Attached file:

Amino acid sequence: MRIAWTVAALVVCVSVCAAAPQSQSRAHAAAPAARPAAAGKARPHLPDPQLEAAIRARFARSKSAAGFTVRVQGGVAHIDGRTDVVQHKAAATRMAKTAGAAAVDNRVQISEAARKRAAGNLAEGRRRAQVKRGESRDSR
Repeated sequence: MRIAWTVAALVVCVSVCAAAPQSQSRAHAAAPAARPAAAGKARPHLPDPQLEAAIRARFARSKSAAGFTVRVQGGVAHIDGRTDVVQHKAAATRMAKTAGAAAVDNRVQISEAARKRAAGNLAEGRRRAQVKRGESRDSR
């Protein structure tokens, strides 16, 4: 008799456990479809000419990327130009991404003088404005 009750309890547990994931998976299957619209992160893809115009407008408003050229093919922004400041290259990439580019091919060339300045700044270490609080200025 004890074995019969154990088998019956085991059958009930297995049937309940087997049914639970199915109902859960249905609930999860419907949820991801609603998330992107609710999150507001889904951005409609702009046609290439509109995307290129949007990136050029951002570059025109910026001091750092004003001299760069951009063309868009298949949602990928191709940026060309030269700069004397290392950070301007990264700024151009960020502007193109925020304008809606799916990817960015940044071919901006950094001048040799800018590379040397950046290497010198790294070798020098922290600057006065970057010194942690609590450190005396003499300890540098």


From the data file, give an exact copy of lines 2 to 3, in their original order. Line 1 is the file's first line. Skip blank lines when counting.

Repeated sequence: MRIAWTVAALVVCVSVCAAAPQSQSRAHAAAPAARPAAAGKARPHLPDPQLEAAIRARFARSKSAAGFTVRVQGGVAHIDGRTDVVQHKAAATRMAKTAGAAAVDNRVQISEAARKRAAGNLAEGRRRAQVKRGESRDSR
């Protein structure tokens, strides 16, 4: 008799456990479809000419990327130009991404003088404005 009750309890547990994931998976299957619209992160893809115009407008408003050229093919922004400041290259990439580019091919060339300045700044270490609080200025 004890074995019969154990088998019956085991059958009930297995049937309940087997049914639970199915109902859960249905609930999860419907949820991801609603998330992107609710999150507001889904951005409609702009046609290439509109995307290129949007990136050029951002570059025109910026001091750092004003001299760069951009063309868009298949949602990928191709940026060309030269700069004397290392950070301007990264700024151009960020502007193109925020304008809606799916990817960015940044071919901006950094001048040799800018590379040397950046290497010198790294070798020098922290600057006065970057010194942690609590450190005396003499300890540098």